Thunberg is sharply dismissive of the tepid “win-win,” market-oriented solutions that are the current response to the environmental crisis, even by the world’s more progressive governments. With the future of the planet – and of her generation – at stake, she calls out their unwillingness to mess with their cozy relationship with powerful, business-as-usual benefactors.
But isn’t a similar dynamic also at work with most mainstream Democratic politicians? They do, of course, propose programs that benefit the poor and disenfranchised – job re-training, increased funding for public education, affirmative action, and so on. But when we look at these programs with a cold eye, aren’t they, like the policy’s Thunberg takes on, far too tepid? Aren’t they, too, simply nibbling at the edges, carefully avoiding initiatives that might meaningfully interfere with a status quo that so richly benefits their wealthy funders?
Decade after decade, Democrats have postured as the saviors of the economically and socially disenfranchised. And yet, decade after decade – even during the 20 years of Carter, Clinton and Obama – the gutting of working-class jobs and communities has continued unabated. So maybe, just maybe, a sizable number of working-class voters – like Thunberg – called bullshit on this shell game when they turned against Clinton in 2016. Maybe these voters, like Thunberg, were sending a vitally important message about Democrats’ hopelessly compromised policy initiatives. So instead of looking for better ways to convince these voters that they know what’s best for them, perhaps these mainstream Democrats (and we as their supporters) need to deeply engage with their specific outlooks and grievances, however uncomfortable that process might be.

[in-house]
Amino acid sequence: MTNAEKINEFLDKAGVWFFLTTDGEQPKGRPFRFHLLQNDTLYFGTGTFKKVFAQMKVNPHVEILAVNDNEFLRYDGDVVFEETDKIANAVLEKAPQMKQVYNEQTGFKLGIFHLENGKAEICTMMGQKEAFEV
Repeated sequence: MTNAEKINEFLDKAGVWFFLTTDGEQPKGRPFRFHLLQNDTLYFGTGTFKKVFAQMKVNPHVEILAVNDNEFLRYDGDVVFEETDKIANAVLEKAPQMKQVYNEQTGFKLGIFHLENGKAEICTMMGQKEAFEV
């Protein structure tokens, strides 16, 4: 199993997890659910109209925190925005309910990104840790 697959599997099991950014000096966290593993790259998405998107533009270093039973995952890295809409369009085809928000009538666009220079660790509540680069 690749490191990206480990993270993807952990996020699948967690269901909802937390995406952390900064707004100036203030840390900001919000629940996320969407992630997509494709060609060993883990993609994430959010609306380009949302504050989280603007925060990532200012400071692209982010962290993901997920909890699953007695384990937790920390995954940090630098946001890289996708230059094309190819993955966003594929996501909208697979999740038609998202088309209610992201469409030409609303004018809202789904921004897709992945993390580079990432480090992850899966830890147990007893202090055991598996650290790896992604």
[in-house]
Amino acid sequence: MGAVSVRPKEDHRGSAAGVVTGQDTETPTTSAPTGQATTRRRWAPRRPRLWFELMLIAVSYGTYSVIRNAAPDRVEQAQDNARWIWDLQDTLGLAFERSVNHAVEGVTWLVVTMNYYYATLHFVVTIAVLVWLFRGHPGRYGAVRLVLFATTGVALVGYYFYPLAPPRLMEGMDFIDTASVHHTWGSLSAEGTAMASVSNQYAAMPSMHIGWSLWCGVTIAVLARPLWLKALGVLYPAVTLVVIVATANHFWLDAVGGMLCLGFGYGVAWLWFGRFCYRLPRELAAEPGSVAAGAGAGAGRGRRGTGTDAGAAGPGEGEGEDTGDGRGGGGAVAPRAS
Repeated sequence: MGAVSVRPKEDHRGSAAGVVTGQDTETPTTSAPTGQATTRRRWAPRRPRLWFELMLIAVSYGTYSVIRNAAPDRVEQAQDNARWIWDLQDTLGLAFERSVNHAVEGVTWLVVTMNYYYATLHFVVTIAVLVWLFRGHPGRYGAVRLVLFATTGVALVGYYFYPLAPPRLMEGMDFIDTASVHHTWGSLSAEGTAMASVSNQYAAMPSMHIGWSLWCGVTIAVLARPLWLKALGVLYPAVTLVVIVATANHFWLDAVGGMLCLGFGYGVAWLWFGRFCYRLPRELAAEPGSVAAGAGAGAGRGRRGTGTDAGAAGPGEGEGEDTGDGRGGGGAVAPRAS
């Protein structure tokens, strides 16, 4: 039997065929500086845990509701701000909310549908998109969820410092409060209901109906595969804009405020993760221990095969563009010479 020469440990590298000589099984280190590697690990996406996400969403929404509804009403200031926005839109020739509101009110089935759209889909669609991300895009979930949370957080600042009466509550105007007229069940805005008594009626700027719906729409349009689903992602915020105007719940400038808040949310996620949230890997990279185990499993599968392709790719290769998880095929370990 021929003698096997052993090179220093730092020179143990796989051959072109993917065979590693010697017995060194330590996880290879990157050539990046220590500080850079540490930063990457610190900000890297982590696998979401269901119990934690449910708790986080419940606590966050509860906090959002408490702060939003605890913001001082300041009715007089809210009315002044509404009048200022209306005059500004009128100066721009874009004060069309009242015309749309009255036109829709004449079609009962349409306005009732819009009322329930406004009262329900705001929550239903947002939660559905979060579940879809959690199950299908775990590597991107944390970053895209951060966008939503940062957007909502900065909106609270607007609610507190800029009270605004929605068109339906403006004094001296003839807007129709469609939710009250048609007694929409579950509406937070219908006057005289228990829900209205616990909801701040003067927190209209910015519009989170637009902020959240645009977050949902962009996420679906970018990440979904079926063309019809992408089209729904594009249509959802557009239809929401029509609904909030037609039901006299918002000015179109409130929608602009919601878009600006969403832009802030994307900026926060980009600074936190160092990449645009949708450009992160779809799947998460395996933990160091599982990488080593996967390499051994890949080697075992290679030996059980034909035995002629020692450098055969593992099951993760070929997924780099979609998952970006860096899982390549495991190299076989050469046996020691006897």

I regularly work with Trump voters in my psychotherapy practice and they are, overwhelmingly, decent and caring people trying to make their way in life. They’re decidedly not ignorant racists – though they did vote for one in 2016. So when we dismiss them as “deplorables” and express incredulity at their ignorance in failing to understand where their self-interest lies, aren’t we doing to them what the shrill commentators of the right are doing to Thunberg? Instead of engaging with the merits of their position, aren’t we – with our “we know what’s best for you” mindset – marginalizing and dismissing their views?
There was a time when mainstream Republicans articulated a theory of the public good based on the unfettered operation for the free market, augmented by prudent and caring private choices. But in our current Trumpian world, this perspective has virtually disappeared. As things currently stand, Republicans have made raw dominance – winning by whatever means – their singular goal. As a result, a strategy that ignores the message by discrediting the messenger works just fine for them, so long as it’s effective.